Printmaking is just one of several functions that Pupilpeople have found for OddBlocks, and used workshops they conduct under their new initiative Why, O, Why! (w, o, w!), a design school for kids where the eight-year-old studio is developing more products and experiences to nurture creativity in children. For Ong, this is a baby step towards her dream of running a childcare center to address the lack of play and joy in learning among children in Singapore. Growing up, Ong hardly recalls playing, and was creatively stumped the first time she played Lego with Elias. “I was like, ‘Build what? What can I do with it?’” Watching her son have fun building whatever he imagined helped Ong learn that play could establish a sense of discovery. “Is it the children’s fault for not enjoying [what they do] or is it our fault for not exposing themselves enough to find what they love?” she asks.

This also explains Pupilpeople’s recent shift from client work to design education. Khoo discovered a love for teaching when he signed up to lecture part-time 2011. Three years later, the arrival of a Risograph printer in the studio enabled him to experiment with teaching outside of design school. Inspired by overseas initiatives such as the ad-hoc Parallel School, which focuses on art and design as a process, Khoo, Ong and their designer, Kong, founded Areas of Interest to conduct workshops based on the philosophy of “making as a way of thinking”. In one early class, they challenged participants to design and produce printed matter within the limitations of Risograph technology.

“We wanted to create a platform where people could do things that were not typically what we see as design output, and we were trying to challenge what design is,” he explains.

From this year onwards, Khoo will be conducting his experiments on a large scale as a full-time lecturer at Singapore’s pioneering design college, Temasek Design School. While excited by the possibilities that lie ahead, Khoo refuses to tie himself down to a desired outcome and stresses how discovery will continue to be at the heart of both practising and teaching design.

“Design is a form of play,” he says. “Rather than a didactic way of teaching… trying to make clones of myself, I’m trying to discover each individual student’s unique disposition, their own individuality.”"
design  singapore  2016  pupilpeople  sfsh  toys  graphicdesign  seankelvinkhoo  nicoleong  oddblocks  teaching  printmaking  classideas  wood  cork  risograph  proces  thinking  making  howweteach  howwelearn  education  learning  schools  children  process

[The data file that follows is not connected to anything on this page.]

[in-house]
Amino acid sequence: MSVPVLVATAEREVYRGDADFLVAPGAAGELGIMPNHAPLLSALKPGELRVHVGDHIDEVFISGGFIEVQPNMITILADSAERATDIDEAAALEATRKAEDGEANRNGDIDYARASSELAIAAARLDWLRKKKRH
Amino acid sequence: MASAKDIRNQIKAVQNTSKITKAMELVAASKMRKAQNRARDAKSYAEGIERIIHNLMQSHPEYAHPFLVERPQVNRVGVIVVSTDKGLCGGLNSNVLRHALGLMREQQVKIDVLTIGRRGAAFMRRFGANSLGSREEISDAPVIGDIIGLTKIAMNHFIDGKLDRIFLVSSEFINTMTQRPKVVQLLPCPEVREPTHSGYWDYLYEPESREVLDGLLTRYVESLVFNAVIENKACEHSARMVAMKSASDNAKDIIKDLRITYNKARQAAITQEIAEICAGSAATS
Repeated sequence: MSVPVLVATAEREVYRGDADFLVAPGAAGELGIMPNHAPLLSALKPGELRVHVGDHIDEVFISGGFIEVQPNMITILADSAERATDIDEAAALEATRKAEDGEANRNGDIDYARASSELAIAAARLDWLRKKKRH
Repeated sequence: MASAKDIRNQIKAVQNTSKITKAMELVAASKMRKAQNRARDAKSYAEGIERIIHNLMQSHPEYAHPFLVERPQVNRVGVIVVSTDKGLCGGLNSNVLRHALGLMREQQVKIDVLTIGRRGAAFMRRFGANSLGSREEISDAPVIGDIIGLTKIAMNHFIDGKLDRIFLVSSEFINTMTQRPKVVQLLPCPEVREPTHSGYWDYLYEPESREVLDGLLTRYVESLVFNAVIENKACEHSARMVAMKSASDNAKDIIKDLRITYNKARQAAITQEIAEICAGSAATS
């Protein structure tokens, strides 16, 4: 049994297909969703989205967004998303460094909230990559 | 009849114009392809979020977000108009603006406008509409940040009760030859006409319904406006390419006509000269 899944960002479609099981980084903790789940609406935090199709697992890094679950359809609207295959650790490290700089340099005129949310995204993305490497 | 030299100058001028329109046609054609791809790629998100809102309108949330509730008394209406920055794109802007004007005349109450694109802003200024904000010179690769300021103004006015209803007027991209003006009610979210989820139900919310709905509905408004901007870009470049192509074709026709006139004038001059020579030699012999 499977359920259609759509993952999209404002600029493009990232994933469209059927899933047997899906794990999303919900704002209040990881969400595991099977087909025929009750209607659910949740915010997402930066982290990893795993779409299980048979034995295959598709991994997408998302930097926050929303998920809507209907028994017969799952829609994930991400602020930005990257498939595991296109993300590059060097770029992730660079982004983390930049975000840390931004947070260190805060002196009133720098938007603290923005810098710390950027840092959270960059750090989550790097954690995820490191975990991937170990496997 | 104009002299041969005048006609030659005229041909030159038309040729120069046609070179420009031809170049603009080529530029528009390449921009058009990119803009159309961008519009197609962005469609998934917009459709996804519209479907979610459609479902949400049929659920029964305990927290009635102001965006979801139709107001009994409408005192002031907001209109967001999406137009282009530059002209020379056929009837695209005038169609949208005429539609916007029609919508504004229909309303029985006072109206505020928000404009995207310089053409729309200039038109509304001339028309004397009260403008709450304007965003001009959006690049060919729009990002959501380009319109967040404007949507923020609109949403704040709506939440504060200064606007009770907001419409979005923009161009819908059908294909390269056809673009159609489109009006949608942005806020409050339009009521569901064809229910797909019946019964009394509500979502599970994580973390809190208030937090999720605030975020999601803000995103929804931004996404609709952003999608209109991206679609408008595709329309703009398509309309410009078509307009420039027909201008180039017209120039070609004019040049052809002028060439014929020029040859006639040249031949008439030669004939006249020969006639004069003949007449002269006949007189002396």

july 2016 by robertogreco
Article: Rise of the Risograph, Part One / Features / Nothing Major
"Once marketed to schools as a cheap copier, the Risograph has become a fave of graphic designers, artists, zine publishers, and arts institutions. Part one: Rise of the Machine."

[Parts two and three:

"So, now that we know what a Risograph is, who's using it, and how?"
http://nothingmajor.com/features/18-rise-of-the-risograph-part-two/

"This week, we're checking in with art institutions to see how they use Risographs."
http://nothingmajor.com/features/24-rise-of-the-risograph-part-three/ ]
risograph  print  printing  mattputrino  via:robinsloan  design  openstudioproject  lcproject  classideas  zines  glvo  srg 
march 2015 by robertogreco
Risograph - Wikipedia
"Risograph is a high-speed digital printing system manufactured by the Riso Kagaku Corporation and designed mainly for high-volume photocopying and printing. Increasingly, Risograph machines have been commonly referred to as a RISO Printer-Duplicator, due to their common usage as a network printer as well as a stand-alone duplicator. When printing or copying multiple quantities (generally more than 20) of the same original, it is typically far less expensive per page than a conventional photocopier, laser printer, or inkjet printer. Printing historian Rick O'Connor has debated that the original, and thus correct, name for the device is RISSO and not RISO. This debate spawns from the notion that an extra 'S' is added because the inventor's wife found it more pleasing to the ears."

[via http://www.designworklife.com/2013/08/09/risograph-radness/ via Allen]
risograph  risso  riso  printing  publishing  speed  digital  photocopying 
august 2013 by robertogreco